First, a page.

Israeli Writers in Chinese: Via Hebrew or English?

A literary agent on selling Israeli fiction overseas:

I can tell you there is no market more challenging than America’s. I sell more books in China and Japan than in America . . .

Could be, and perhaps it’s the quality of the translations into the Chinese. My girlfriend read Roman Russi (蓝山) by Meir Shalev several times, and she’s on her third read of Hatsotsrah ba-Wadi (瓦地的小号) by Sami Michael right now.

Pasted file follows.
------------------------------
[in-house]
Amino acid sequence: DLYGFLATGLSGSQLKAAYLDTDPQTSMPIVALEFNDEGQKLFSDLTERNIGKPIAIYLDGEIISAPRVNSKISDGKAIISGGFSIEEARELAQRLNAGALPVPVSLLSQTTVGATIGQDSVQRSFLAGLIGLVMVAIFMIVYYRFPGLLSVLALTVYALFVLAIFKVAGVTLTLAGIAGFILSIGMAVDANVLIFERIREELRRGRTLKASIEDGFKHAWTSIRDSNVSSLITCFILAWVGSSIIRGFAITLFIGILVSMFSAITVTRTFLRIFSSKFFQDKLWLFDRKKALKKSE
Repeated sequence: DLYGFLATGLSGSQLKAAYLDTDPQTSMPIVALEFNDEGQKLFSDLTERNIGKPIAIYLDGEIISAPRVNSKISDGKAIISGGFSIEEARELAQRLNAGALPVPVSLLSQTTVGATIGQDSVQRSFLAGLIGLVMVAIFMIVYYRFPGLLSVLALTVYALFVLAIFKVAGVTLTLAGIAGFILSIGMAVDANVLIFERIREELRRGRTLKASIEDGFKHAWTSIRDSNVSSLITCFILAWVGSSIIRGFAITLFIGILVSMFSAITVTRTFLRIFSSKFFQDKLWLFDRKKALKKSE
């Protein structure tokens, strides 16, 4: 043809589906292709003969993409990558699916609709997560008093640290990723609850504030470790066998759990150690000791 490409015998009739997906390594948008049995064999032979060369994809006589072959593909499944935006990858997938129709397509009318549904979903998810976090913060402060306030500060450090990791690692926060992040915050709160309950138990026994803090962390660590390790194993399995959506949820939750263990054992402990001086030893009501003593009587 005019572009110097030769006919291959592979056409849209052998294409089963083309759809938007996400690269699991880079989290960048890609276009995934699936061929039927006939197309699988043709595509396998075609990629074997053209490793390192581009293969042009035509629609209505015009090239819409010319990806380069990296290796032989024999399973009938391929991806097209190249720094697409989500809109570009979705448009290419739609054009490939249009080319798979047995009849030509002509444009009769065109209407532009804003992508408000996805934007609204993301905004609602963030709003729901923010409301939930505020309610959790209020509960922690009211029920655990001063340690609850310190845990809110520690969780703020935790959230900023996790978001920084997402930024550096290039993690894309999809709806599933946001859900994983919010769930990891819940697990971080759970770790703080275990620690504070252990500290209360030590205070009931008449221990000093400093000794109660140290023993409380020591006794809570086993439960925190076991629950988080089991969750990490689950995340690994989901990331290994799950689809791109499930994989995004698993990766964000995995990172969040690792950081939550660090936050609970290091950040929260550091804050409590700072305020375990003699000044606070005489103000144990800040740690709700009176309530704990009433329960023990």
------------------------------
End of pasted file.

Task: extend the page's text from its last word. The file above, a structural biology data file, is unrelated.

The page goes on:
Ironically, it could well be that both these novels were translated based on English renditions (Blue Mountain and A Trumpet in the Wadi, respectively), not the original Hebrew. Crafty publishers in China often don’t list the language of the original work; instead, they identify the author by nationality, leaving you to guess which language the Chinese edition is based on. A quick look on the web shows that the translators of Roman Russi (于海江,张颖) and Hatsotsrah-ba-wadi (李慧娟) translate almost exclusively English books, so it’s unlikely that any of the three knows Hebrew well enough to translate it.

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